The Sugar Plums Dancing in Lobbyists’ Heads

Tax-extenders truly are the gifts that keep giving.

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Holiday gift with ornaments

It’s that Holiday time of year. All over the country, people are smiling and wishing each other happy holidays, going to parties and putting lights up on trees and houses. Kids are trying to be cooperative, counting the days until Christmas arrives, and looking forward to opening presents under the tree next Wednesday.

Meanwhile, here in Washington, some grown-ups have a different set of sugar plums dancing in their heads: pretty much every year a package of "temporary" tax extenders hitches a ride to some must-pass bill, granting the hopes and dreams of lobbyists across D.C. and the country. NASCAR track owners hope their special expensing rules will be extended, the wind power industry hopes for an extension of their production tax credit, and Diageo and Bacardi hope that once again, the portion of the rum excise tax that is rebated to the territories will be "temporarily" increased.

Tax-extenders truly are the gifts that keep on giving for lobbyists. Because they are purportedly "temporary," they have to be renewed over and over again, so lobbyists need to be working to make sure the tax-extender package moves. Because these provisions are packaged together, Congress never debates the finer points of each individual break. And despite the "temporary" label, the package always passes, even if they have to make the legislation retroactive. Nice work if you can get it.

[See a collection of political cartoons on Congress.]

But for taxpayers, the tax extenders package is a recurrent reminder of how tax policies reflect political power and inertia rather than evidence. The special temporary tax provisions for film and television don’t exist because that industry needs tax relief more than any other. The existence of the biodiesel tax credit is not because corn and commodity crops aren’t getting enough federal support elsewhere. Tax extenders exist because these industries work hard to keep them and Congress lets them. While some of the policies passed through the extender package may in fact be evidence-based, that doesn’t justify the whole package. A stopped clock is still right twice a day.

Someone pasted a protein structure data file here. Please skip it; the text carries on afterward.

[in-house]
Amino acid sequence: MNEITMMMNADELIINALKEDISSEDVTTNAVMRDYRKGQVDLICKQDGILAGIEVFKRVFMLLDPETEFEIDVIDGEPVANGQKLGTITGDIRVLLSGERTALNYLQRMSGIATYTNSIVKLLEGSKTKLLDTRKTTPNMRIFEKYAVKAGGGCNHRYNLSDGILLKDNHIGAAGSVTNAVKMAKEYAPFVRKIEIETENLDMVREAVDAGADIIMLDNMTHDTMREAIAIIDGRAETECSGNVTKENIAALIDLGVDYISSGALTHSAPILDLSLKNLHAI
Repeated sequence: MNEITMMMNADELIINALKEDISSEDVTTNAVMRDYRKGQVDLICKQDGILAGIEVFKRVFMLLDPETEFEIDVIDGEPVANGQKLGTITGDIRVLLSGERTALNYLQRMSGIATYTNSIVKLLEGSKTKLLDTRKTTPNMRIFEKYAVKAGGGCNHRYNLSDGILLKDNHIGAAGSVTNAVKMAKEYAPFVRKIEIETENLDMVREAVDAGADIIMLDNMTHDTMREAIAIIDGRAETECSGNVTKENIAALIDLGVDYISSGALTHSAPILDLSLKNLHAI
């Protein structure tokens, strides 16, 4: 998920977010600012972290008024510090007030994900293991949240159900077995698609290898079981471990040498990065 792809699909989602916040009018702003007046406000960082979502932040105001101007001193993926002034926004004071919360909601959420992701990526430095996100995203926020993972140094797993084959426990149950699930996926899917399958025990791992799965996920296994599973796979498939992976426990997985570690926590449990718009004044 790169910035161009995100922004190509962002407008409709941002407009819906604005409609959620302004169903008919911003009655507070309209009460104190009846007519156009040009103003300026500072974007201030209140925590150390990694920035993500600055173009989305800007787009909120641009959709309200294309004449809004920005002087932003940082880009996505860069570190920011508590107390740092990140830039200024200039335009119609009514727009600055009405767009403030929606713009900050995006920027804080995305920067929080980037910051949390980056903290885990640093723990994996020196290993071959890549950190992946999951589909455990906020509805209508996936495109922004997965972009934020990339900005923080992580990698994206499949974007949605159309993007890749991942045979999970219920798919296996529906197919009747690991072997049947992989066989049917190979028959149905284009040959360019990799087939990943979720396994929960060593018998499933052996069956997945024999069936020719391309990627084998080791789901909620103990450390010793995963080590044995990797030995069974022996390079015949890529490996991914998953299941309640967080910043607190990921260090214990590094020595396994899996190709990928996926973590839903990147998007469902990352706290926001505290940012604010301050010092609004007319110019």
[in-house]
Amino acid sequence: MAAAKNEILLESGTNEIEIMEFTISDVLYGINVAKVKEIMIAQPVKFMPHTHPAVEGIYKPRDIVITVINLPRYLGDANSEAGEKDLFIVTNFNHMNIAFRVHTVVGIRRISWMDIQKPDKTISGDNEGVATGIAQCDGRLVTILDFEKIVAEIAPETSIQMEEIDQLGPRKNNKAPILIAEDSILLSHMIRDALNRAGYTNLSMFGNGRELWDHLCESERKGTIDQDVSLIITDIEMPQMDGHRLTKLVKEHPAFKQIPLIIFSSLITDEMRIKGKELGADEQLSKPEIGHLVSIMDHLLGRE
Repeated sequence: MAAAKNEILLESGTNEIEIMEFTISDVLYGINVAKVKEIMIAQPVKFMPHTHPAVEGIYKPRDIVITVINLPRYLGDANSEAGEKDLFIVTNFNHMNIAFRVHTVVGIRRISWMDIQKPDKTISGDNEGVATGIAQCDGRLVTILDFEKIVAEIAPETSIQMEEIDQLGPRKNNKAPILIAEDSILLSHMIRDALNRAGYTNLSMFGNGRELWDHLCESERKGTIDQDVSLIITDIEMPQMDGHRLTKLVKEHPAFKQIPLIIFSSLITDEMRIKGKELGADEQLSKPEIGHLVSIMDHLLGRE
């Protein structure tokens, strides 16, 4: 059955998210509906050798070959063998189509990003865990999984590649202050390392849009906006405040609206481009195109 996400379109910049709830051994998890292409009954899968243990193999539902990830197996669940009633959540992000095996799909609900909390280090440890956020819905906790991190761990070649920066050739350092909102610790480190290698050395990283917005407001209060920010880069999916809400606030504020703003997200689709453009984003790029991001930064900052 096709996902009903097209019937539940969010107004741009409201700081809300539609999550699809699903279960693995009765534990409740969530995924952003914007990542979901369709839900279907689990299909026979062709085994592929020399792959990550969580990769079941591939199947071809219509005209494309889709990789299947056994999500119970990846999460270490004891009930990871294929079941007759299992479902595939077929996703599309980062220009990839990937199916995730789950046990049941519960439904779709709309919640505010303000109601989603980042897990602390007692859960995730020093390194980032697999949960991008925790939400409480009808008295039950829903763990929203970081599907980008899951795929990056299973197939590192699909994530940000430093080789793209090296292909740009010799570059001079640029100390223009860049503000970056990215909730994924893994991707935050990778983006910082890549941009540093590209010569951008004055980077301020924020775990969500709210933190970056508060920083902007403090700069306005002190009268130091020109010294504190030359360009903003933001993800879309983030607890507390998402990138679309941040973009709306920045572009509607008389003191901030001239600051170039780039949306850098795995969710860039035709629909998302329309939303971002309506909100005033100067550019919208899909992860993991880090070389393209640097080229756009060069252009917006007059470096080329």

We don’t know what legislation the tax extenders package will hitch a ride on this year, but there are some candidates – the farm bill reauthorization, the omnibus package of all the appropriations bills that will make its way through Congress in January, and, ironically, whatever measure Congress takes to address reaching the debt ceiling.

The hangover from weeks of holiday eating, drinking and gift opening often leads people to resolve themselves to a healthier life in the coming year. Let’s hope Congress can turn over a new leaf and resolve to stop the pattern of passing tax-extender packages without justifying the policies within. Better yet, let’s move on to meaningful, thoughtful, and transparent tax reform.

Ryan Alexander is the president of Taxpayers for Common Sense.

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